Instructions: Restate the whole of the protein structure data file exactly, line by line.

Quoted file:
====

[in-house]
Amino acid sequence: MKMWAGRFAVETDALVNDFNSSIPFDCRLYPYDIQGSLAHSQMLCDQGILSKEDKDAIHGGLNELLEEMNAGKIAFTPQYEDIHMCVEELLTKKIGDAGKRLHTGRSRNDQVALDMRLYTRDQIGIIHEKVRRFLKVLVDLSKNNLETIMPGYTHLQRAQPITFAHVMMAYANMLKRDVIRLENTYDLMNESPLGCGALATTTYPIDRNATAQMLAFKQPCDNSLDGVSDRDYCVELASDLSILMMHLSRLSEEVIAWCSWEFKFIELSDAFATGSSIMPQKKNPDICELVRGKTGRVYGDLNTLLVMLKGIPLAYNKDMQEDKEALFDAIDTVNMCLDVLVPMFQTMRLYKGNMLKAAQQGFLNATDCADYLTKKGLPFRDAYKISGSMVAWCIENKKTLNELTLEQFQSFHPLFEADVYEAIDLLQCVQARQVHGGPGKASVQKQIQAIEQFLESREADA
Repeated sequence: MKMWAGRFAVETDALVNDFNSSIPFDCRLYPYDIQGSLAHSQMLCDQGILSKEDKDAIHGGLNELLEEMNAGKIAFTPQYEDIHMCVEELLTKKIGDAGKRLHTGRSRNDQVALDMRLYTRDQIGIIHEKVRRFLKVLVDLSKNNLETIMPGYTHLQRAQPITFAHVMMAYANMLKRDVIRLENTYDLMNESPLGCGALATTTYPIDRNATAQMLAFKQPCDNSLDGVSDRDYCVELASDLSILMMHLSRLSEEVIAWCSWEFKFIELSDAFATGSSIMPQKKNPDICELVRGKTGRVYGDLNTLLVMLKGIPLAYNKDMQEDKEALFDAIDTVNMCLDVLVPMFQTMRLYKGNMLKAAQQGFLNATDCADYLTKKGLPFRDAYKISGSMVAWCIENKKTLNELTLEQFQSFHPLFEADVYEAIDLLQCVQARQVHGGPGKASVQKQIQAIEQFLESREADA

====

[in-house]
Amino acid sequence: MKMWAGRFAVETDALVNDFNSSIPFDCRLYPYDIQGSLAHSQMLCDQGILSKEDKDAIHGGLNELLEEMNAGKIAFTPQYEDIHMCVEELLTKKIGDAGKRLHTGRSRNDQVALDMRLYTRDQIGIIHEKVRRFLKVLVDLSKNNLETIMPGYTHLQRAQPITFAHVMMAYANMLKRDVIRLENTYDLMNESPLGCGALATTTYPIDRNATAQMLAFKQPCDNSLDGVSDRDYCVELASDLSILMMHLSRLSEEVIAWCSWEFKFIELSDAFATGSSIMPQKKNPDICELVRGKTGRVYGDLNTLLVMLKGIPLAYNKDMQEDKEALFDAIDTVNMCLDVLVPMFQTMRLYKGNMLKAAQQGFLNATDCADYLTKKGLPFRDAYKISGSMVAWCIENKKTLNELTLEQFQSFHPLFEADVYEAIDLLQCVQARQVHGGPGKASVQKQIQAIEQFLESREADA
Repeated sequence: MKMWAGRFAVETDALVNDFNSSIPFDCRLYPYDIQGSLAHSQMLCDQGILSKEDKDAIHGGLNELLEEMNAGKIAFTPQYEDIHMCVEELLTKKIGDAGKRLHTGRSRNDQVALDMRLYTRDQIGIIHEKVRRFLKVLVDLSKNNLETIMPGYTHLQRAQPITFAHVMMAYANMLKRDVIRLENTYDLMNESPLGCGALATTTYPIDRNATAQMLAFKQPCDNSLDGVSDRDYCVELASDLSILMMHLSRLSEEVIAWCSWEFKFIELSDAFATGSSIMPQKKNPDICELVRGKTGRVYGDLNTLLVMLKGIPLAYNKDMQEDKEALFDAIDTVNMCLDVLVPMFQTMRLYKGNMLKAAQQGFLNATDCADYLTKKGLPFRDAYKISGSMVAWCIENKKTLNELTLEQFQSFHPLFEADVYEAIDLLQCVQARQVHGGPGKASVQKQIQAIEQFLESREADA